Your mini excavator is the key piece of equipment in a major project with a very fussy client. Everything is going according to schedule, and it looks like there will be no problem in meeting the deadline coming up in just two days. That is, until something whizzes by you while you're inspecting some recent work on site. You rush over there to take a look at what flew by and recognize it as the cover plate off the travel motor on your excavator. Your worst nightmare about final drives and travel motors has just come to life.
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Everything Comes to a Grinding Halt
You turn to look at the excavator, and it has literally stopped dead in its tracks. The operator is waving you down frantically. You can feel your blood pressure rising, and even though you don’t have on a tie it feels like you have a tourniquet around your neck. Your whole crew has taken a sudden interest in the excavator, and you have to elbow some of them to get out of the way in order to reach the operator. He’s on the ground now, next to the tracks on the left-side of the machine, gesticulating wildly and pointing to the track drive that’s missing its cover plate.
You are no mobile equipment mechanic, but you know enough to realize that this is very, very bad.
Questions Begin to Fill Your Mind
There are about a thousand thoughts running through your head: why couldn’t that motor have lasted just two more days? What on earth went wrong with that travel drive? How is the client going to react? What are you going to do? Why are your sweating likes it mid-summer when it’s chilly outside?
What on Earth Went Wrong?
We can’t answer most of the questions that would be running through your mind in that scenario, but there is one we can definitely answer: what on earth went wrong with that travel drive.
The source of the problem can be traced back to a small component called a case drain filter. It is an in-line filter located on the case drain line. When it's in good condition, you never even realize it's there. When it is in bad condition, it can literally destroy an otherwise good final drive motor. If you remove it and it looks like the one in the picture, then you checked it just in the nick of time.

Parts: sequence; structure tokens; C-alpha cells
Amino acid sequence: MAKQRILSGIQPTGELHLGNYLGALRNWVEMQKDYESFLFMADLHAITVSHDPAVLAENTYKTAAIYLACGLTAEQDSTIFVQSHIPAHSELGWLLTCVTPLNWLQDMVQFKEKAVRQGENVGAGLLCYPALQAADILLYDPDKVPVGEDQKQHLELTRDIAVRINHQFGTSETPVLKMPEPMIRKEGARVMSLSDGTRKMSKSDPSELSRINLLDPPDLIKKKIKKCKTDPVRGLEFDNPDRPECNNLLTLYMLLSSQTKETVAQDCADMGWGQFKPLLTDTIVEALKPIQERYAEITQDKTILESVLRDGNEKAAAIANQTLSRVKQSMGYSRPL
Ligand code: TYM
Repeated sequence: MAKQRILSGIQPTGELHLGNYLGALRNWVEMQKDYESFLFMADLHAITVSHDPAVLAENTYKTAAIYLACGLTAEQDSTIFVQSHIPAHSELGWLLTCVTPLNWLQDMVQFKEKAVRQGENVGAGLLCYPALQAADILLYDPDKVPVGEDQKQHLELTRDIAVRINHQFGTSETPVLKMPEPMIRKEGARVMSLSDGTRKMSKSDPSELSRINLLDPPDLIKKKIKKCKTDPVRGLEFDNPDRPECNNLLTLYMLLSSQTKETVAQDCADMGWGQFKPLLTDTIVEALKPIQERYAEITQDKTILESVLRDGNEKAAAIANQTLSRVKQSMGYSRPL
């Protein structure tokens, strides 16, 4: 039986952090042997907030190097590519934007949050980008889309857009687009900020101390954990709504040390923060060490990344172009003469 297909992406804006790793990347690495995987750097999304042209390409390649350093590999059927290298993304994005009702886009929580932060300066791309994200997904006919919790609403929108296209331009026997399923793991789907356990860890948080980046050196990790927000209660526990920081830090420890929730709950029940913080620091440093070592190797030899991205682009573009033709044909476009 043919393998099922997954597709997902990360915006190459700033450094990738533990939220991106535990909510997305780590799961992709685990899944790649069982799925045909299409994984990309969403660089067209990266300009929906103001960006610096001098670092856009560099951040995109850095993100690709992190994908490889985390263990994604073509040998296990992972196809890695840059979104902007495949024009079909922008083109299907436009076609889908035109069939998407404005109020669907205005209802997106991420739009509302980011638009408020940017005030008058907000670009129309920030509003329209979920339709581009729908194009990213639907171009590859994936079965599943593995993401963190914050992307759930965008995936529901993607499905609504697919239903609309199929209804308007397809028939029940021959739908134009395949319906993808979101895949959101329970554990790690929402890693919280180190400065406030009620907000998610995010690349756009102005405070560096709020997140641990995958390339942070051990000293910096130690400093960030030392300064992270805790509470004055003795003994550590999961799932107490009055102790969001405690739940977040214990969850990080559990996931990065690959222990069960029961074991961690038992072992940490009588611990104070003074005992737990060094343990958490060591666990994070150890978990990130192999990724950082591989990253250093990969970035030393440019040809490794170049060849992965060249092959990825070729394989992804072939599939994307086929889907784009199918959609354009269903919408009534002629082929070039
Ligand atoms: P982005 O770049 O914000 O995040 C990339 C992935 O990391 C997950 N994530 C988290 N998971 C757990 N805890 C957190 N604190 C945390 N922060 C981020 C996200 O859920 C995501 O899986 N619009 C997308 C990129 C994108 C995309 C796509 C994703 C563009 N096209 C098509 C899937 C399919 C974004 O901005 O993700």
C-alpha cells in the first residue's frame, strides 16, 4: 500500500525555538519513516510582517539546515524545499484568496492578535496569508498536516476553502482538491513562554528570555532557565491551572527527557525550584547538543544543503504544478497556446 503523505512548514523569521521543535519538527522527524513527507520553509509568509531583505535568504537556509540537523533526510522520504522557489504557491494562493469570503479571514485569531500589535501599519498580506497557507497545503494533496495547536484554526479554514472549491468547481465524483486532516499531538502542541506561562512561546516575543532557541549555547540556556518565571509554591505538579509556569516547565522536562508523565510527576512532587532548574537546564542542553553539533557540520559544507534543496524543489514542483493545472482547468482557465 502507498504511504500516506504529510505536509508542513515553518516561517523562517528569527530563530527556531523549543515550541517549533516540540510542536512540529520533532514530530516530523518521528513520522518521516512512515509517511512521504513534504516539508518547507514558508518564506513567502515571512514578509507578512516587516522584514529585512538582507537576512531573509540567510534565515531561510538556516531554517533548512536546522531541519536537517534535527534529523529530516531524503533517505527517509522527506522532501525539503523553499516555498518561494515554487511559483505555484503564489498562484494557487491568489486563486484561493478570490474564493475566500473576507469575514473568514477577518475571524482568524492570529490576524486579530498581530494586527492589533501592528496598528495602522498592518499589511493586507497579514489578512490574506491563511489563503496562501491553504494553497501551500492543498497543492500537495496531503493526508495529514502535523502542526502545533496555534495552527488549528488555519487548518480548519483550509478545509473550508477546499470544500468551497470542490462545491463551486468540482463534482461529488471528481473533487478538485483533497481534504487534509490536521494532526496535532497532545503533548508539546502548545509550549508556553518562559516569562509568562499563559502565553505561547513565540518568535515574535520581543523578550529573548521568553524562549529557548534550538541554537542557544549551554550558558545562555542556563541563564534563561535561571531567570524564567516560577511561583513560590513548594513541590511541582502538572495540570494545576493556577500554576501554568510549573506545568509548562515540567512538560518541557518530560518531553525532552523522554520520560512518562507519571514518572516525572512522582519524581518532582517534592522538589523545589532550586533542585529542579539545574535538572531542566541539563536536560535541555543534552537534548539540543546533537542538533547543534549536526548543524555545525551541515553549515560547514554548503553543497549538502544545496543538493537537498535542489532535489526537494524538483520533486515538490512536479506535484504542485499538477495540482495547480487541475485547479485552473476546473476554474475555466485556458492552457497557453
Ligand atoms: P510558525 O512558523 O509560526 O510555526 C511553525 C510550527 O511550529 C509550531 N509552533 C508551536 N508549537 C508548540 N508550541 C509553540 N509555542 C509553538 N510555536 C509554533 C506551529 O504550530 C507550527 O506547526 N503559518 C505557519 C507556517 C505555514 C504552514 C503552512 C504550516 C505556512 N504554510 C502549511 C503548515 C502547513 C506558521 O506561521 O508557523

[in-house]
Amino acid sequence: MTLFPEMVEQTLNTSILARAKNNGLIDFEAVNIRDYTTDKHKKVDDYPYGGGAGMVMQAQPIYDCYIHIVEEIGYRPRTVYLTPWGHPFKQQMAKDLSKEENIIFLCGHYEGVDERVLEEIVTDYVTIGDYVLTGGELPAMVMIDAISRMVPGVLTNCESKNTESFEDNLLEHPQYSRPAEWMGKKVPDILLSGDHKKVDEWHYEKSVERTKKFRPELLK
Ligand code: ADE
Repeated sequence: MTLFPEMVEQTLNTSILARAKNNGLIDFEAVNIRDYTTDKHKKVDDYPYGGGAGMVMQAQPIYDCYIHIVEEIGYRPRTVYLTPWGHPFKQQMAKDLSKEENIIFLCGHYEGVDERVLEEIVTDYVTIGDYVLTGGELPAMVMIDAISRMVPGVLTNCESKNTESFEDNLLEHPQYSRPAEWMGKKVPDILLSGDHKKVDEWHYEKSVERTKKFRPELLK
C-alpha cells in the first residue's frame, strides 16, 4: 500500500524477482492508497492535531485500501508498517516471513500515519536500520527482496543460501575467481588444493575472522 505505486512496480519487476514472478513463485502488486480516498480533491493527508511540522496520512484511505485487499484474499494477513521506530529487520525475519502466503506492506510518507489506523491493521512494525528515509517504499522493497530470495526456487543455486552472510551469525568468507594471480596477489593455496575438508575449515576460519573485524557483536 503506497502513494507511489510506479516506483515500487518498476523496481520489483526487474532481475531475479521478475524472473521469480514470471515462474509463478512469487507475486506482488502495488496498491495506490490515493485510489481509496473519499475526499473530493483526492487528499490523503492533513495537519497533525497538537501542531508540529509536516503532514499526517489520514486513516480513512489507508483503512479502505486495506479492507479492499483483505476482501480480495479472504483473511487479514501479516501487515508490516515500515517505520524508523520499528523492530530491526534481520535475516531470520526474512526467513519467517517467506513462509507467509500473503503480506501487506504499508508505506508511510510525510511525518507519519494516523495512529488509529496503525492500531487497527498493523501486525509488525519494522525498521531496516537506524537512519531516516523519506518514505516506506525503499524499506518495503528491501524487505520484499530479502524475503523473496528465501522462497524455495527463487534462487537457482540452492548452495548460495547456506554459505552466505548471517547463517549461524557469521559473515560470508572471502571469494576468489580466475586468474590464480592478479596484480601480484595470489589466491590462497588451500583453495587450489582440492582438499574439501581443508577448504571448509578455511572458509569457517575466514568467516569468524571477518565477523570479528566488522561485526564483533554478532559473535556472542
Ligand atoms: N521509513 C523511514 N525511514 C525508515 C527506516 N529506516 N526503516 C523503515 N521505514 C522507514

The Culprit: A Clogged Case Drain Filter
Here’s what happened: the case drain filter clogged, causing an increase in pressure in the otherwise low pressure case drain line. As that pressure increases, there is also an increase in pressure inside the hydraulic motor. That pressure continues to build, looking for an easy way out. It finds it: the oil seal between the hydraulic and planetary sides of the hydraulic motor.
The oil seal blows, allowing highly pressurized hydraulic fluid to flood the planetary hub. The release in pressure was just momentary, however, because once again the high pressure fluid doesn’t have anywhere to go. Pressure continues to build as bearings and other parts inside the travel motor are being forced out of their normal positions by the pressurized fluid. Maybe the main seal starts to fail, but the pressure is so high that even that doesn’t provide much relief.
Boom! The cover plate either cracks or flies off. The travel motor is totaled.
Replace Case Drain Filters Regularly
Don’t let this series of unfortunate events happen to you. Replace that case drain filter whenever your replace the other filters on your equipment. It can help you avoid your worst nightmare and will save you a great deal of grief. It's cheap to replace, but saves thousands in repair costs.
Texas Final Drive is your partner in providing new or remanufactured final drive hydraulic motors from a single mini-excavator to a fleet of heavy equipment. Call today so we can find the right final drive or hydraulic component for you, or check out our online store to find your O.E.M. manufacturer brand motor now.